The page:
Drought stricken farmers in the north of New South Wales say they are being ignored by politicians as they struggle through a one in 100 year drought.
John Uebergang from Crooble, outside of Moree, says the loans schemes and mental health assistance haven't helped his community.
He says the value of his property is deteriorating as the drought continues.
"We just don't have the equity left to take out the enormous amount in loans to recover," he said.
"Our farms are just falling to pieces, you've only got to drive around some of the farms in this area there's water tanks need replacing, buildings want painting and renovating, they are all falling down.
"We are just not making enough money to do the maintenance on our farms, to do all these things and control all the noxious weeds and the noxious animals that have come along."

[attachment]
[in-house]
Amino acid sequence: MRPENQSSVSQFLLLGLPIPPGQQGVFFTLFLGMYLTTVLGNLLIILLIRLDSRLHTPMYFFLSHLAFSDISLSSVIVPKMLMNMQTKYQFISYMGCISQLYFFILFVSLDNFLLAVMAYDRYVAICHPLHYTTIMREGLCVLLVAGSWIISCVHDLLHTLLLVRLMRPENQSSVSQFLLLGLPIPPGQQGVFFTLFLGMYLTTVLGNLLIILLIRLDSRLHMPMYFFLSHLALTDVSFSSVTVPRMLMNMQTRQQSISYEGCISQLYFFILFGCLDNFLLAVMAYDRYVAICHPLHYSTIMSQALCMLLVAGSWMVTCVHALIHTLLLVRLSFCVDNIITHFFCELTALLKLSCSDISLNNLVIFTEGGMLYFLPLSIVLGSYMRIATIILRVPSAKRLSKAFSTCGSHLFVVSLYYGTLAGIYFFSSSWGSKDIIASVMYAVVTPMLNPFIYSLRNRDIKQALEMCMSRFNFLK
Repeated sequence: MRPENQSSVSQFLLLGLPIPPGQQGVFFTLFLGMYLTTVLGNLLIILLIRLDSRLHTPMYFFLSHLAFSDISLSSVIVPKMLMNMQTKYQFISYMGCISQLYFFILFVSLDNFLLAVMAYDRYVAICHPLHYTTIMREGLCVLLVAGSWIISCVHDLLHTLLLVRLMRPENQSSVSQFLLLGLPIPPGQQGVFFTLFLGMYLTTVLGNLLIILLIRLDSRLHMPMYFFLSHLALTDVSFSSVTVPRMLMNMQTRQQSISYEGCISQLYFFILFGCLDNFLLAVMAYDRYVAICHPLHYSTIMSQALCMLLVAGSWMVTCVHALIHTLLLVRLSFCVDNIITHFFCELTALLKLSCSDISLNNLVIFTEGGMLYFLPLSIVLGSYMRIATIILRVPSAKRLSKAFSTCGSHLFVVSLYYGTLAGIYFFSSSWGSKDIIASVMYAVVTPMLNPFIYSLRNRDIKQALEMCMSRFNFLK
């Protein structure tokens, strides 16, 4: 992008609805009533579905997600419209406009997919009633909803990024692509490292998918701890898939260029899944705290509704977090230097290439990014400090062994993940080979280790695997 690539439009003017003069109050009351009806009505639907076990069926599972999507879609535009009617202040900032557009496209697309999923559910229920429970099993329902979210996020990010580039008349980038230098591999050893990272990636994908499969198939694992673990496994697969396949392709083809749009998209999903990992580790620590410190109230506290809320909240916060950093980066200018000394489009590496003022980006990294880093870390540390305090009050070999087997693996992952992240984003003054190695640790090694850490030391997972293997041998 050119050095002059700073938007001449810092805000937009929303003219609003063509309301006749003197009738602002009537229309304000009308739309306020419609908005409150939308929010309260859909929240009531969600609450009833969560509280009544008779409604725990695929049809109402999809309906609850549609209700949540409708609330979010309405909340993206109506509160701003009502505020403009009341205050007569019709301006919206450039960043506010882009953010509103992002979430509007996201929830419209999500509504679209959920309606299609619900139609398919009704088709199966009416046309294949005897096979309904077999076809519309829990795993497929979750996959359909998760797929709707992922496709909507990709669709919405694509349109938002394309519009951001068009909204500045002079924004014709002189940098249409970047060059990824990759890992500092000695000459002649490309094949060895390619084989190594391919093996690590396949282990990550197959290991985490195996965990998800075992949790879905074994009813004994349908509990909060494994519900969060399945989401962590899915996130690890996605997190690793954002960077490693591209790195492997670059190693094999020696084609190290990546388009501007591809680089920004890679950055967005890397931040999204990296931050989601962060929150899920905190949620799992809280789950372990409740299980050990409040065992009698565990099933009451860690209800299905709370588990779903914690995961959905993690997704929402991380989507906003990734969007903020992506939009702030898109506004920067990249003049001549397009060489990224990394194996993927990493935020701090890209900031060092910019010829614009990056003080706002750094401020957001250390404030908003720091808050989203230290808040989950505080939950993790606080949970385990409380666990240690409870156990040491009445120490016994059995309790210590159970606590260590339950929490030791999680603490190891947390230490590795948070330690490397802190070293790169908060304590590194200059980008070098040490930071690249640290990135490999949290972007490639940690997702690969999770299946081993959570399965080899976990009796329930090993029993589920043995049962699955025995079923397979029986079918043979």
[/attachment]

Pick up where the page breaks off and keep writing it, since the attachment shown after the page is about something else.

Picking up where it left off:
Money and mental health linked: Uebergang
Mr Uebergang says he and hundreds of other farmers are still owed money from Iraq's default on wheat payments in the 80s, and the scheme to pay them back over 15 years will mean he won't get the money he is owed until he is in his mid nineties.
He says the mental health of farmers is critical and not enough is being done to help.
"Mental health will never ever be controlled by the methods that they are using at the moment," he said.
"Just putting a few million dollars in to it and having a few more people out there to talk to people and have a cup of tea, that might make them feel good for a few hours.
"But when they get back home and find the fences falling down, the tanks all rusted out and getting blown away by the wind and noxious weeds taking over, their mental health will go back."
Mr Uegergang says the issues of the need for help and poor mental health assistance need to be debated in public with senior politicians from all sides present.
He says he hopes to organise such a forum in Moree before the end of the year.Author: Emma BrownSource: abc.net.com.au Rural